Wound Care

A leader in specialized wound care
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Providing advanced care for complex wounds

A non-healing or hard-to-heal wound can be difficult to live with and manage. At Rochester Regional Health, our wound care centers provide advanced care for complex wounds so that you can regain your health and get back to doing the things you love. Our hyperbaric oxygen therapy chambers are some of the largest and most comfortable in the region.

Wounds that take longer than a month to heal may require specialized care. These wounds are considered chronic, and can be caused by:

  • Burn injuries
  • Diabetes
  • Lack of mobility
  • Poor circulation
  • Physical trauma
  • Underlying illnesses

Non-healing wounds affect more than 6.5 million Americans a year. If you are dealing with a chronic wound, you are not alone. Rochester Regional Health can help.Learn about wound types that we treat

A Leader in Specialized Wound Care

Our Wound Care Centers and its patients continually rank the Center above the 98th percentile for satisfaction. Our multidisciplinary team addresses the needs of patients with wounds that have not responded to conventional treatment.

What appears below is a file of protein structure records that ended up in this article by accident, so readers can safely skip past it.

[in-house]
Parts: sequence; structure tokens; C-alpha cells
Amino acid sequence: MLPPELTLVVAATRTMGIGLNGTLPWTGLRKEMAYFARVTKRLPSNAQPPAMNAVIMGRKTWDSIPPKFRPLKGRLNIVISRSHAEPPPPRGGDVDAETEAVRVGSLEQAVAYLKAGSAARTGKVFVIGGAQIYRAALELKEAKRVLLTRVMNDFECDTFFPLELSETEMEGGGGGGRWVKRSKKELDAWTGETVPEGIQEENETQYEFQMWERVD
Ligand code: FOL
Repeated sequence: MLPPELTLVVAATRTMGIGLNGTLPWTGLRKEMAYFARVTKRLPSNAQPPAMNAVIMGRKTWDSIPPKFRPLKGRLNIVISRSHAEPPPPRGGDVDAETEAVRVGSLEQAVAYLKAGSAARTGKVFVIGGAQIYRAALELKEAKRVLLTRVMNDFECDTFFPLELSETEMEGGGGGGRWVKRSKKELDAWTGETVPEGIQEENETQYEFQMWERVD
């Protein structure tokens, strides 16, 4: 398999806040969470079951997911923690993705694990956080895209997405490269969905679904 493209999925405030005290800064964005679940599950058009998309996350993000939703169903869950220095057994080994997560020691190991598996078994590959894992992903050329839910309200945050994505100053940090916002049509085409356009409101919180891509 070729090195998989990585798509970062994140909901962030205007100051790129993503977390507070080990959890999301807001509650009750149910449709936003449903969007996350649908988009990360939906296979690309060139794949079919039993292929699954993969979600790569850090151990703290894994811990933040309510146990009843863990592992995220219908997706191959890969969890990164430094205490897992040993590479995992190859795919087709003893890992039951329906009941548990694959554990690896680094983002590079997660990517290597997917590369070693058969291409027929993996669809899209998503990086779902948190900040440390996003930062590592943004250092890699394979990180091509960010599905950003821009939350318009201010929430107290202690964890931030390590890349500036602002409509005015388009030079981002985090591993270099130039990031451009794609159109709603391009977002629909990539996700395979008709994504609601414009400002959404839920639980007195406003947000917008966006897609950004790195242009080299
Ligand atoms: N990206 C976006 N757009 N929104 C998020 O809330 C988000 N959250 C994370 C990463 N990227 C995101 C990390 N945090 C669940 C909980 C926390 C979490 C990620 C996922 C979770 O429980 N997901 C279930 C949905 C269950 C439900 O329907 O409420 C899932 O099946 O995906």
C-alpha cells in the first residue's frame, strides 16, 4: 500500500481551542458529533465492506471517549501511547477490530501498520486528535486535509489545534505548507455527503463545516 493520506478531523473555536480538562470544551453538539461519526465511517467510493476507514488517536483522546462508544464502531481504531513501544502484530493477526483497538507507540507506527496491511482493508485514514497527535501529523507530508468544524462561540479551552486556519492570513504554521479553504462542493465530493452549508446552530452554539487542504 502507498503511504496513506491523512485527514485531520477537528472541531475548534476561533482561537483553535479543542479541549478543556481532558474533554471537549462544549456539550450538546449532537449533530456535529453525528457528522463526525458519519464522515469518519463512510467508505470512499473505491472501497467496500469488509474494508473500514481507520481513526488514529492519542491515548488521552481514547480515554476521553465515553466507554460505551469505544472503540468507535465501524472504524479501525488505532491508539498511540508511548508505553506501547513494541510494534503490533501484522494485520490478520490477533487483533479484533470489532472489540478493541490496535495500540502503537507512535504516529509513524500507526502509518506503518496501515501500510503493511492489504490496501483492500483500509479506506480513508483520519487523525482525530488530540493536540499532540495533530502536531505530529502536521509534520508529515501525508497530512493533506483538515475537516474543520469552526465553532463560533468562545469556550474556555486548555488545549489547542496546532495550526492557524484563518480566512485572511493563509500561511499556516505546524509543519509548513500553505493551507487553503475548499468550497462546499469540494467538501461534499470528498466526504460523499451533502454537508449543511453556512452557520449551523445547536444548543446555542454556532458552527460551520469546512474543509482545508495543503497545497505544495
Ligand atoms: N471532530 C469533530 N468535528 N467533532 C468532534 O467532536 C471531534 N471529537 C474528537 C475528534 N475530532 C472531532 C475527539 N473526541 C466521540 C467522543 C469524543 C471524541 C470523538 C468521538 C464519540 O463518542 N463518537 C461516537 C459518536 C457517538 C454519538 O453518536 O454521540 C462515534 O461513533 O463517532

Our team develops a personalized plan that matches each patient with techniques including:

  • Compression Therapy – Uses special bandages to hasten wound healing.
  • Total Contact Casting – A localized cast helps evenly distribute weight on the foot's surface, speeding up healing by reducing pressure on the wound.
  • Negative-Pressure Wound Therapy – A vacuum pump applies gentle, concentrated pressure on acute and chronic wounds.
  • Cellular Tissue Products – Ideal for non-healing wounds that are non-responsive to standard techniques.

Ostomy Program

Living life with an ostomy doesn’t need to keep you or a loved one from living a full and healthy life. That’s why the staff at the Ostomy Program at Rochester Regional Wound Care Center is here to support you.

Your doctor or surgeon may recommend an ostomy to treat a digestive or urinary system disease. The surgery involves creating an opening (stoma) from inside the body to the outside to help eliminate waste.

Ostomy surgery is a common procedure. Every year, an estimated 113,000 people need a temporary or permanent ostomy. Hundreds of thousands of individuals live, work and maintain relationships with an ostomy.